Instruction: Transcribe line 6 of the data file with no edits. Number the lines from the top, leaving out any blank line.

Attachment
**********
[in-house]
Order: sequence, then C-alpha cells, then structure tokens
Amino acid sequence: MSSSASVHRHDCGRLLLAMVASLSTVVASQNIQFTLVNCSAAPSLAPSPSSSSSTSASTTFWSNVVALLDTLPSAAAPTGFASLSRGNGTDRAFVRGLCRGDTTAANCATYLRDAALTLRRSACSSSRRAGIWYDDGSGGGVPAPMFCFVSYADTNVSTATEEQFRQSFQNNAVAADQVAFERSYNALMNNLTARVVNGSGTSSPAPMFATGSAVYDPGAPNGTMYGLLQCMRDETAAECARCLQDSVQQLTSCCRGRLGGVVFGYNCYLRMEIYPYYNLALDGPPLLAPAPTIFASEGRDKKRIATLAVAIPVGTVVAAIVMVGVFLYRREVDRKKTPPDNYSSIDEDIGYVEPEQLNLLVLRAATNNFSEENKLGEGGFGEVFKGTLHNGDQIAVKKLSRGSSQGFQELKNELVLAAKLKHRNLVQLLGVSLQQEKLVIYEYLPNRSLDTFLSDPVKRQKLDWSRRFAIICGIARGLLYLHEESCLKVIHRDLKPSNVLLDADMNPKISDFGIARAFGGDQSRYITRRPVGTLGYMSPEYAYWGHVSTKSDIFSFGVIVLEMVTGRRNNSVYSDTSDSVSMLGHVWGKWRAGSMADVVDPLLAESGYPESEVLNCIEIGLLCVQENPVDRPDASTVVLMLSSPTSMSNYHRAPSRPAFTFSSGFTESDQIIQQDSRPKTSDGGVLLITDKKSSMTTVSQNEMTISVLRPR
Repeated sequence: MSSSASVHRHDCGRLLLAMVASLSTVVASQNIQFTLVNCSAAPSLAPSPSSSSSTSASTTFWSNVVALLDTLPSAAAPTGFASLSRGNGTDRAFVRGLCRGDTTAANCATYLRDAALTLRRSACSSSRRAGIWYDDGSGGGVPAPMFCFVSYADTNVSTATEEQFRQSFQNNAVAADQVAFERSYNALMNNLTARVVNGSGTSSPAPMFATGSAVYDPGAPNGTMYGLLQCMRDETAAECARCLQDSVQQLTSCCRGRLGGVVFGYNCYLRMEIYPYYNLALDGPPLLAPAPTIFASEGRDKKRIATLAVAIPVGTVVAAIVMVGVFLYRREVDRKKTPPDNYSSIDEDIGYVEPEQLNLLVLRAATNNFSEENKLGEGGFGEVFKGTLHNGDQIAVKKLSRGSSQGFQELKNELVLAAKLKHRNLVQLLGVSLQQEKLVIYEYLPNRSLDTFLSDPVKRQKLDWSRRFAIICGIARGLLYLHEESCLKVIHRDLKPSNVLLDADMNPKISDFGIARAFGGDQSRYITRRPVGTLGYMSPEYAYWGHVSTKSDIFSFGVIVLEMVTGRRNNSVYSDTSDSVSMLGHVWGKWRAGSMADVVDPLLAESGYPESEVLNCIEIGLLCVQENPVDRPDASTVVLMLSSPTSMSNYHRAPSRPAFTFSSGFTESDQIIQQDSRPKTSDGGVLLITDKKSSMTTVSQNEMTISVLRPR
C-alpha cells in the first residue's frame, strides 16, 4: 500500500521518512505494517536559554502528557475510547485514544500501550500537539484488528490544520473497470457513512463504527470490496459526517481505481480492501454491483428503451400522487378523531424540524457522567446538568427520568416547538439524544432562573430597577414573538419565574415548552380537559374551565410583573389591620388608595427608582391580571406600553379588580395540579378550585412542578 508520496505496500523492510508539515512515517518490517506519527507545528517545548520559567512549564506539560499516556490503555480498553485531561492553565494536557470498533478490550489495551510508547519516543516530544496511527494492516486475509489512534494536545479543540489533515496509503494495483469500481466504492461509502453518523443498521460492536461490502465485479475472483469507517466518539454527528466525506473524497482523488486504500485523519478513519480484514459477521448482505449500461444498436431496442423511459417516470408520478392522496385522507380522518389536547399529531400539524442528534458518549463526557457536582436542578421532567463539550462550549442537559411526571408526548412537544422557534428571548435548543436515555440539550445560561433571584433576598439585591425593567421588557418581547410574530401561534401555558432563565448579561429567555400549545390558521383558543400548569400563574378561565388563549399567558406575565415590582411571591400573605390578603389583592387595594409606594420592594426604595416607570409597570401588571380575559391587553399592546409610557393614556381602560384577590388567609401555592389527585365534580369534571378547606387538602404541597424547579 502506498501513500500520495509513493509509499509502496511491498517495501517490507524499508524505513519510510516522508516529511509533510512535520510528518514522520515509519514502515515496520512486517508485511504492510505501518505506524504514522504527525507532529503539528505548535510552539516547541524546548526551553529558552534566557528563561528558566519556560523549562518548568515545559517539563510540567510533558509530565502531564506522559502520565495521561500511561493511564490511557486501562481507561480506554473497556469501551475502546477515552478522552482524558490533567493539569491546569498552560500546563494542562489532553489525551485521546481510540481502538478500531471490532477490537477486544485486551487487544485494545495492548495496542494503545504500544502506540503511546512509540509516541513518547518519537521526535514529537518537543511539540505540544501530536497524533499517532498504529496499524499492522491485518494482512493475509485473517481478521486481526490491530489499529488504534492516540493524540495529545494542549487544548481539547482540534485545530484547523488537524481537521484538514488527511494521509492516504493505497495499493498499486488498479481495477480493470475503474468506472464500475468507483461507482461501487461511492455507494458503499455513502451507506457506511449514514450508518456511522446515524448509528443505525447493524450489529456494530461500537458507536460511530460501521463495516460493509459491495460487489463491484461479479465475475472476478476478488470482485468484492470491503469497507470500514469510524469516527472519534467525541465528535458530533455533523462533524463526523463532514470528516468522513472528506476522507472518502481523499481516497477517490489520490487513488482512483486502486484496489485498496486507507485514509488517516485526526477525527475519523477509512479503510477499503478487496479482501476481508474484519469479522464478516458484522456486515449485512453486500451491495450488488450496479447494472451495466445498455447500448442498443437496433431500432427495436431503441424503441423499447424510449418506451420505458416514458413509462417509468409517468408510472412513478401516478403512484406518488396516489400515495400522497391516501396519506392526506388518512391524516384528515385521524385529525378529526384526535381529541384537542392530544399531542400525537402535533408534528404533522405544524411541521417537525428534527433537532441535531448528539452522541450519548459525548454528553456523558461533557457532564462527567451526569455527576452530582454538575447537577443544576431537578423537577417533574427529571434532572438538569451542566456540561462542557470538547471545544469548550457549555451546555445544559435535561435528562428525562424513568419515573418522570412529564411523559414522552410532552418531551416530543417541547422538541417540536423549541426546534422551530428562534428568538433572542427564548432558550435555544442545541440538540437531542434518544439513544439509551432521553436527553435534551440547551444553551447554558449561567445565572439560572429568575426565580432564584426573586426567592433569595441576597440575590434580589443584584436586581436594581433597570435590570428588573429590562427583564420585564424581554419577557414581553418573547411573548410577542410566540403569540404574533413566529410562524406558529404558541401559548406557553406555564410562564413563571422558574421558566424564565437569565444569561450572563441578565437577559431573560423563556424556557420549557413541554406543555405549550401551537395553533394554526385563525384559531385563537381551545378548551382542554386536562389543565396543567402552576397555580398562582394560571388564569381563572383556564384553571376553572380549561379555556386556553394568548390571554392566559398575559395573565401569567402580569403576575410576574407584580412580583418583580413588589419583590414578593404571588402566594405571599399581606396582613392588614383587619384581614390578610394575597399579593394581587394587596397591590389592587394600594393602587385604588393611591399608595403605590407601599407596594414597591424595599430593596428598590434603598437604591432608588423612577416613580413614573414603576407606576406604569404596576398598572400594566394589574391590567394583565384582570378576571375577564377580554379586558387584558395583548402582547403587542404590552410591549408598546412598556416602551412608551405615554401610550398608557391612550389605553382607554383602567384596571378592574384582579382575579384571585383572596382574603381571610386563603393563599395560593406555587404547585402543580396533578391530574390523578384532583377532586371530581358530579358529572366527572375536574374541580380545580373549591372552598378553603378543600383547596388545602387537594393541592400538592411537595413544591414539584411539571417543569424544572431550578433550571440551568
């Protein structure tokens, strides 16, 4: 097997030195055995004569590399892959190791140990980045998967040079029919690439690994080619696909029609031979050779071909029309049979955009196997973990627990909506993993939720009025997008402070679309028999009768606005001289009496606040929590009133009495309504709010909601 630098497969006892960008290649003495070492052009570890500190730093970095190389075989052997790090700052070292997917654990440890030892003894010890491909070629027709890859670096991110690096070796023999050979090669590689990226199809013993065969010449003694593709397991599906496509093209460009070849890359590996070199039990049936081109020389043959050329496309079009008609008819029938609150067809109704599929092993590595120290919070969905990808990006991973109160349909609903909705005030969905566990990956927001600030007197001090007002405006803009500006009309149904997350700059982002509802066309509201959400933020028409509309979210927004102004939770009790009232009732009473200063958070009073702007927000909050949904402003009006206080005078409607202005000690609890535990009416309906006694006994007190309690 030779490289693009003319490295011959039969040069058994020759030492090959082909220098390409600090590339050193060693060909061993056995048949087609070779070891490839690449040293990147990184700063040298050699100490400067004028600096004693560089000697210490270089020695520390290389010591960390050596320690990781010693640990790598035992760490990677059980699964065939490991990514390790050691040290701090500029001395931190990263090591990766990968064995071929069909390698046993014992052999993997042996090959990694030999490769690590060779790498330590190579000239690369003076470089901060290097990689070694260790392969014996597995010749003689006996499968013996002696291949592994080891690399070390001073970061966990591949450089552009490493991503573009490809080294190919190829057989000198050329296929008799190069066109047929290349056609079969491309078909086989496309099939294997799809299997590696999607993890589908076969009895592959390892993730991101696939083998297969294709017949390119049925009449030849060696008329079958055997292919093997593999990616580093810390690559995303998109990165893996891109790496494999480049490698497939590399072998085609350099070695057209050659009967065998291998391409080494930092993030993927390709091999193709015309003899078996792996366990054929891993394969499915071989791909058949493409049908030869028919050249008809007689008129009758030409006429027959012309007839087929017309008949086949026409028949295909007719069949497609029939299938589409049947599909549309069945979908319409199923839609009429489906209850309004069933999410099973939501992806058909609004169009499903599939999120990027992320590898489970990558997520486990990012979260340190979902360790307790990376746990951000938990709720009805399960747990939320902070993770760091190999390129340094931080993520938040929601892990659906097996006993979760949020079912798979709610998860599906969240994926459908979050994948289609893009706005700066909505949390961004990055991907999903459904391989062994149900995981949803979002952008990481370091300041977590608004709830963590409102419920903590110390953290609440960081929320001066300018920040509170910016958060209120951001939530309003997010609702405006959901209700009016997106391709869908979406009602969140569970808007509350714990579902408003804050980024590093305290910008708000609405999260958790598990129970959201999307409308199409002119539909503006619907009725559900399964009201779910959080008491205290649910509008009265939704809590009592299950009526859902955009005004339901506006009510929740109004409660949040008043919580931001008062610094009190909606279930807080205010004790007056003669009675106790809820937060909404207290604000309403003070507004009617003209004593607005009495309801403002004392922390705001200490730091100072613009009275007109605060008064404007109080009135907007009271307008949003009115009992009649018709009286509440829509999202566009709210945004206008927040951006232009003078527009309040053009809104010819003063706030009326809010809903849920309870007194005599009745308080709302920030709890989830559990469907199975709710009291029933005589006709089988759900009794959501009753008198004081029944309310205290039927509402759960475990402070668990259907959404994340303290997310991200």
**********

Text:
């Protein structure tokens, strides 16, 4: 097997030195055995004569590399892959190791140990980045998967040079029919690439690994080619696909029609031979050779071909029309049979955009196997973990627990909506993993939720009025997008402070679309028999009768606005001289009496606040929590009133009495309504709010909601 630098497969006892960008290649003495070492052009570890500190730093970095190389075989052997790090700052070292997917654990440890030892003894010890491909070629027709890859670096991110690096070796023999050979090669590689990226199809013993065969010449003694593709397991599906496509093209460009070849890359590996070199039990049936081109020389043959050329496309079009008609008819029938609150067809109704599929092993590595120290919070969905990808990006991973109160349909609903909705005030969905566990990956927001600030007197001090007002405006803009500006009309149904997350700059982002509802066309509201959400933020028409509309979210927004102004939770009790009232009732009473200063958070009073702007927000909050949904402003009006206080005078409607202005000690609890535990009416309906006694006994007190309690 030779490289693009003319490295011959039969040069058994020759030492090959082909220098390409600090590339050193060693060909061993056995048949087609070779070891490839690449040293990147990184700063040298050699100490400067004028600096004693560089000697210490270089020695520390290389010591960390050596320690990781010693640990790598035992760490990677059980699964065939490991990514390790050691040290701090500029001395931190990263090591990766990968064995071929069909390698046993014992052999993997042996090959990694030999490769690590060779790498330590190579000239690369003076470089901060290097990689070694260790392969014996597995010749003689006996499968013996002696291949592994080891690399070390001073970061966990591949450089552009490493991503573009490809080294190919190829057989000198050329296929008799190069066109047929290349056609079969491309078909086989496309099939294997799809299997590696999607993890589908076969009895592959390892993730991101696939083998297969294709017949390119049925009449030849060696008329079958055997292919093997593999990616580093810390690559995303998109990165893996891109790496494999480049490698497939590399072998085609350099070695057209050659009967065998291998391409080494930092993030993927390709091999193709015309003899078996792996366990054929891993394969499915071989791909058949493409049908030869028919050249008809007689008129009758030409006429027959012309007839087929017309008949086949026409028949295909007719069949497609029939299938589409049947599909549309069945979908319409199923839609009429489906209850309004069933999410099973939501992806058909609004169009499903599939999120990027992320590898489970990558997520486990990012979260340190979902360790307790990376746990951000938990709720009805399960747990939320902070993770760091190999390129340094931080993520938040929601892990659906097996006993979760949020079912798979709610998860599906969240994926459908979050994948289609893009706005700066909505949390961004990055991907999903459904391989062994149900995981949803979002952008990481370091300041977590608004709830963590409102419920903590110390953290609440960081929320001066300018920040509170910016958060209120951001939530309003997010609702405006959901209700009016997106391709869908979406009602969140569970808007509350714990579902408003804050980024590093305290910008708000609405999260958790598990129970959201999307409308199409002119539909503006619907009725559900399964009201779910959080008491205290649910509008009265939704809590009592299950009526859902955009005004339901506006009510929740109004409660949040008043919580931001008062610094009190909606279930807080205010004790007056003669009675106790809820937060909404207290604000309403003070507004009617003209004593607005009495309801403002004392922390705001200490730091100072613009009275007109605060008064404007109080009135907007009271307008949003009115009992009649018709009286509440829509999202566009709210945004206008927040951006232009003078527009309040053009809104010819003063706030009326809010809903849920309870007194005599009745308080709302920030709890989830559990469907199975709710009291029933005589006709089988759900009794959501009753008198004081029944309310205290039927509402759960475990402070668990259907959404994340303290997310991200």